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Eyewear Accessories for Poor Eyesight:
Tips on Wearing Glasses vs. Contacts


Wearing Glasses: Easy to Care For

There are four options for people with poor eyesight: glasses, contacts, surgery, or bumping into things. Glasses suit some people just fine: other people feel self-conscious in glasses and prefer contacts. My friend Wes detested his glasses, but was too lazy to take care of his contacts. He frequently slept in them; rarely cleaned them. So Wed went around with red-rimmed, swollen, crusty eyes for a couple of years. Since this was before they invented truly extended-wear lenses, he opted for having laser surgery for his nearsightedness. He had to have it redone in one eye (his eye changed shape again after the surgery), but that was more than ten years ago, and he loves his lens-free lifestyle.

Not Into the Look of Glasses? Try Contact Lenses

Another friend of mine, Rebecca, hated her glasses so much that she just refused to wear them--all through school. It made life hard for her because she was very nearsighted and couldn't even see people's faces in the hallways. The second Rebecca heard about contacts, she started badgering her mom for them, and when she was fifteen, her mom finally decided that she was old enough. She's worn contacts for 24 years, and only wears glasses late at night, too watch TV.



--Editors Tip ----------------------------------------------------------------------

Getting Good Contacts at a Great Price - Even When Your Insurance Won’t Pay

Discount contact lensContact hassles start when you need to buy new ones. There are "instant" lens stores for a quickie eye exam and cheap lenses, but too often, untrained store personnel know much less about eyes and exams than they should. You may find yourself with the wrong prescription and a store that's unwilling to correct the mistake. You need an optometrist for an eye exam. At an HMO, you will end up paying top dollar for contacts, since lenses are considered "cosmetic" rather than "medical" items. Contact lenses will cost more and you'll have to pay the entire amount even if you have full medical coverage.

You can see a private optometrist, but unless there's a sale, chances are you're going to pay a lot more for contacts than you'd like to. What can you do? Get your exam and prescription from the optometrist, and go to an online discount supplier.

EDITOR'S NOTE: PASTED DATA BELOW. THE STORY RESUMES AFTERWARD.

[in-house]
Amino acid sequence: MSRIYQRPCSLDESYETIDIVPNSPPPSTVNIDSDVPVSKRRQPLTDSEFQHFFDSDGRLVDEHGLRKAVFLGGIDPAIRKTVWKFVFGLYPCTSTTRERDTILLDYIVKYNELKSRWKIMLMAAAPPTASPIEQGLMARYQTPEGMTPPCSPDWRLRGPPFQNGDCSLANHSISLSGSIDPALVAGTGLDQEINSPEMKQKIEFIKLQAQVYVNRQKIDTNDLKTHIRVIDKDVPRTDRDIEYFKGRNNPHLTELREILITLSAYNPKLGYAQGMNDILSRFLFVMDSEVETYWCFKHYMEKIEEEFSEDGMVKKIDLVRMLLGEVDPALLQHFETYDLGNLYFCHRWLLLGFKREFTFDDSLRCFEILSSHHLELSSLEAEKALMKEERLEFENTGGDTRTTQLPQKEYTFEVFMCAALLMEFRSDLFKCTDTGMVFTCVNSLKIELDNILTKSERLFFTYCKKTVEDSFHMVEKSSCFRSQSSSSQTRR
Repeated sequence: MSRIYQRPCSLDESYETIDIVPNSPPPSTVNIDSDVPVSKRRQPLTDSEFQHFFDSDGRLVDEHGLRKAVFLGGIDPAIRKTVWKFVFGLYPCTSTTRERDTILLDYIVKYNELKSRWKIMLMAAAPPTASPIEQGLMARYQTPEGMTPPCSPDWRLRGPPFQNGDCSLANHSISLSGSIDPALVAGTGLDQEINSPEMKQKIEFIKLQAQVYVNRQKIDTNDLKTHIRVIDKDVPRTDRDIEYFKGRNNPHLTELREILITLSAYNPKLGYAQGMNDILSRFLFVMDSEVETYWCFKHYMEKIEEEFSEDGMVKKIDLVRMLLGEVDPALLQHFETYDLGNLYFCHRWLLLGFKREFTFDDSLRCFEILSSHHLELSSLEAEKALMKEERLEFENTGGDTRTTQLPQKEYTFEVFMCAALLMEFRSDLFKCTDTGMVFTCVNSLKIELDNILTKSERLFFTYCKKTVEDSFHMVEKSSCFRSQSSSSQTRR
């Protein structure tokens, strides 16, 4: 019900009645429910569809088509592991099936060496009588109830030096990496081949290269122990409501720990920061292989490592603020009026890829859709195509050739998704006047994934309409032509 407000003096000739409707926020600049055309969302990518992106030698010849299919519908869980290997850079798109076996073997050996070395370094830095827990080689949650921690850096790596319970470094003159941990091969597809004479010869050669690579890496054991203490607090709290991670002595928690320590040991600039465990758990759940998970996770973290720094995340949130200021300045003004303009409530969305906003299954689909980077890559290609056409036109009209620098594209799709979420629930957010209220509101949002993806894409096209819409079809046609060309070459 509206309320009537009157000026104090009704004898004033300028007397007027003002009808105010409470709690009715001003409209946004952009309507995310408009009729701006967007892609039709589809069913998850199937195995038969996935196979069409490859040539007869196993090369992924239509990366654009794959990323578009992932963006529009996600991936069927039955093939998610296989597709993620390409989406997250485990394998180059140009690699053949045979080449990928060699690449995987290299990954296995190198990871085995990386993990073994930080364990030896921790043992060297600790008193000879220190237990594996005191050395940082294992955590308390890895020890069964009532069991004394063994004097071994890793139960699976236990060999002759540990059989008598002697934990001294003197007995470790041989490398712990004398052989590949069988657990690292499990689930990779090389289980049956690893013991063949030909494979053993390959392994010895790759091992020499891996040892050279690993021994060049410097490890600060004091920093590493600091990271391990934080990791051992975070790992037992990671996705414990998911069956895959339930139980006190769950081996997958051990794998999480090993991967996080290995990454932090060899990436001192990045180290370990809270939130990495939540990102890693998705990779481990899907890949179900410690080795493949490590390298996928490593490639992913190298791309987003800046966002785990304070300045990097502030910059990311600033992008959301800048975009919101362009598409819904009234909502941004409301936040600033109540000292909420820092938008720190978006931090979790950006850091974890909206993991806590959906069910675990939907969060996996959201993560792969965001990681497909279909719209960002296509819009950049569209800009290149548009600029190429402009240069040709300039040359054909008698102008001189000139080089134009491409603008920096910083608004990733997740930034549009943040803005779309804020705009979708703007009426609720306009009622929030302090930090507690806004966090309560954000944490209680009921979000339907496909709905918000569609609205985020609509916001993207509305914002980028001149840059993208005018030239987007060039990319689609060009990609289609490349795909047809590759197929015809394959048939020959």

See a reputable online discount contact lens supplier and have your contacts conveniently shipped to your doorstep.

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Options for Contacts: How Long to Wear, Cleaning and Cost

With contact lenses, you have several options in terms of how long you'll wear them, how permeable and comfortable they are, and whether they're fit for regular nearsightedness or astigmatism, where the eye is shaped differently and needs a more highly customized lens. By far the most options you have when it comes to contact are the number and type of salines, cleaners, disinfectants and eyedrops available to you. Particularly if you have allergies or sensitive eyes, the right saline matters, and the most expensive isn't always what's right.

But It is Weird to Stick Something in My Eye

It's amazing really, that more people don't have problems wearing contacts: it's kind of a weird thing to stick a piece of plastic in your eye, which was pretty much designed to keep anything that's not an eyeball out of the eye. But with the miracle of science, someone who can't read a book unless it's perched on her nose can drive a car across the country with the aid of two small pieces of plastic and a bottle of salt water.

Some of the problems lens wearers experience are dry, itchy eyes, redness, burning, or infection.

Rebecca, the glasses-hater, had to switch to lenses that she changes once every few weeks, after her optometrist diagnosed her with an allergy to protein deposits on her regular lenses, which only needed replacing once a year. The new lenses cost more than double the price of the old ones, but she didn't really have a choice, because she couldn't wear her old ones at all. With contacts that you throw out every couple of weeks, the protein deposits don't have much time to become an issue before the lenses are replaced with new ones.

If your eyes are bothering you consistently, you might start by switching salines. Rebecca has a hard time, being allergic to soaps, perfumes, various chemicals and latex. She had been using the saline for sensitive eyes when she suddenly developed a new allergy and wound up using the generic, non-sensitive formula again. Changing salines solved the problem, which was nice, because she wasn't crazy about her red, puffy eyelids.

Cleaning Your Lenses Properly is Important

If you decide to wear contacts, keeping them clean is the best way of avoiding problems with irritation and infections. Keeping lenses clean is pretty simple. Always wash your hands before taking lenses out or putting them in again. Change the saline or disinfectant in your lens case daily, and make sure to use disinfecting methods either by buying the combination disinfectant and saline, or by using a heat unit.. Use enzymatic cleaners on a weekly basis to remove deposits on extended-wear lenses, and rinse them well after enzyming them.

If you're scrupulous about lens hygiene but still have troubles, you may have an allergy. Talk to your optometrist, and try changing salines, cleaners or lenses.



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